The highly anticipated and much hyped release of No Man’s Sky unfortunately went off like a damp squib, so what went wrong? Like a lot of gamers, I was looking forward to this release and despite the influx of negative reviews, I don’t think it’s a bad game. So what went wrong, here? The issue seems to be the fact this is a so called AAA title produced by a small, indie team and here seems to be where the contention is arising. In backing this project, Sony seems to have been expecting a small developer to produce a product with the scale and scope of a high budget production, clearly an unreal expectation. In order to make the launch date, the development team had to cut features, features which Sony continued to promise right up until launch day, leading to an inevitable outpouring of disappointment and anger from players who paid £40 for what they perceive as half the game they were promised.

I, for one, don’t blame gamers for their anger and frustration, but I do feel it’s important to remember, in all this, the small development team who, without doubt, put their heart and soul into this game. They would have worked blood, sweat and tears to produce this title and meet the release date and despite it not meeting expectations, it shows. The issue with this game isn’t the product, it’s the marketing and pricing strategy which went awry, most likely both areas which were in Sony’s control rather than that of the developer.

Unlike Sony, Microsoft have taken on many indie developments and made them a success, like one of my favourite games, Ori and the Blind Forest. The difference between the two productions is that Ori was kept and marketed as an indie game, despite Microsoft’s backing. Fantastic game as it is, would Ori still have been such a success and received such great reviews if the price tag had been the cost of a AAA title? The answer is almost certainly a no. The lesson here that Sony needs to learn is that you can’t get a AAA title from an indie level investment, no matter how dedicated the team.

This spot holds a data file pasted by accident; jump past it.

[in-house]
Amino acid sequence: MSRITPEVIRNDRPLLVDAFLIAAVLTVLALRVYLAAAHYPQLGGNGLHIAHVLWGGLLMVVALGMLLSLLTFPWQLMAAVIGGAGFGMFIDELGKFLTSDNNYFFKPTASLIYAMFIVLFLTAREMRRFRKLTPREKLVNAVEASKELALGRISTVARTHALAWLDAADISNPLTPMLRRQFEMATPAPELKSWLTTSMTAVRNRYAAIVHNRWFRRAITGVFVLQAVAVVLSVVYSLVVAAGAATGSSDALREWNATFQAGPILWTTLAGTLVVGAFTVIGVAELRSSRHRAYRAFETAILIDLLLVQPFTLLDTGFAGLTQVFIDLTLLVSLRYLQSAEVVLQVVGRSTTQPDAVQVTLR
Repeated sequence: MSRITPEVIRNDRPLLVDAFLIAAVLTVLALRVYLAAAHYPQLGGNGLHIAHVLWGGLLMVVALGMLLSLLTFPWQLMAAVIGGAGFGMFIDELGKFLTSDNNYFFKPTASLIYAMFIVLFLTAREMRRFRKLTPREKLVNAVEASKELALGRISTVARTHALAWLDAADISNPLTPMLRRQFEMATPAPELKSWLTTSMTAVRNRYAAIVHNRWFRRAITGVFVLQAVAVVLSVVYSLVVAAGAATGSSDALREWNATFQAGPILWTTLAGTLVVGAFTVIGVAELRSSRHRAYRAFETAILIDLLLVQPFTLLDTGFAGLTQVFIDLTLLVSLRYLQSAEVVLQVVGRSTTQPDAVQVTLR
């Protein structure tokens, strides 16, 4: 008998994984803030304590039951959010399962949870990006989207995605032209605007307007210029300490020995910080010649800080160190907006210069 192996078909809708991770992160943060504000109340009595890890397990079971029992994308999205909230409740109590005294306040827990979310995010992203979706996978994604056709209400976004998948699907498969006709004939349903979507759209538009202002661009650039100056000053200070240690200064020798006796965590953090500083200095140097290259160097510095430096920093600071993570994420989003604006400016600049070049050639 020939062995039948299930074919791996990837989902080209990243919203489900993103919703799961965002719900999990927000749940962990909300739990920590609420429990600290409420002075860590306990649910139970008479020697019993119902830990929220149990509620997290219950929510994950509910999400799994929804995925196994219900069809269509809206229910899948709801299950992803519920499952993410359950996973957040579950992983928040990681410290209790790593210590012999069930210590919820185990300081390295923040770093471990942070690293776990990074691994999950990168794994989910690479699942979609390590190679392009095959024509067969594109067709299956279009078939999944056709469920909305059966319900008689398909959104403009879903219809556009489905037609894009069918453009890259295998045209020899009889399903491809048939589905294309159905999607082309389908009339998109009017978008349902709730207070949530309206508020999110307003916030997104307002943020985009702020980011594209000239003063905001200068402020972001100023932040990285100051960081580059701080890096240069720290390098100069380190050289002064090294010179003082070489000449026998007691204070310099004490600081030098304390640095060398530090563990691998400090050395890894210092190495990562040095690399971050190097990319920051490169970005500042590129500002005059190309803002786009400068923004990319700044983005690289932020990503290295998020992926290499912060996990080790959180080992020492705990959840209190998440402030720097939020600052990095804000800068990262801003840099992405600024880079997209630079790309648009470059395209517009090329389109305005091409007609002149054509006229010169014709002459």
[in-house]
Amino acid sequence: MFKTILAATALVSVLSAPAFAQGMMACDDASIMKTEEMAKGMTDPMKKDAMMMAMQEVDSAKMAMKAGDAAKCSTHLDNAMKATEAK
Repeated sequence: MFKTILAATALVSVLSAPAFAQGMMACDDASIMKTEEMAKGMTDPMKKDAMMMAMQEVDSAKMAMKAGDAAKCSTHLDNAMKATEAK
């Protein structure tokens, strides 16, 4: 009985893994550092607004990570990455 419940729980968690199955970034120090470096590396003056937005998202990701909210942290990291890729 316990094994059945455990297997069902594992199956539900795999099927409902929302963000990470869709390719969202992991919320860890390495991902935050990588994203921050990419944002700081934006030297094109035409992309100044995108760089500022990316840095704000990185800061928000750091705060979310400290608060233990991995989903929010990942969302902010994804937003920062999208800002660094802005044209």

So what am I saying? Buy half a game for full price in the hope it later becomes a full game? Certainly not. While I’m sure, in time, the missing features will be added in updates, there’s already far too much precedence within the games industry, particularly the AAA developments, of the ‘just release it, we’ll fix it later’ mentality and this needs to stop. Ten years ago, games companies would never have dreamt of releasing games in such unfinished states, seen all too often over the last few years, and gamers do need to stand up. It’s a real shame a production like this one, with such promise, has become embroiled in this issue and I fear it won’t be the last casualty.

Gamers’ confidence has already hit an all time low, recently, after a steam of disappointing AAA title releases. I can only hope the games industry finally listens to the outcries of the gaming community they service, and relearn the values of beta and testing before release and not on the paying public. But, in this, I fear my hopes may be as sky high as Sony’s…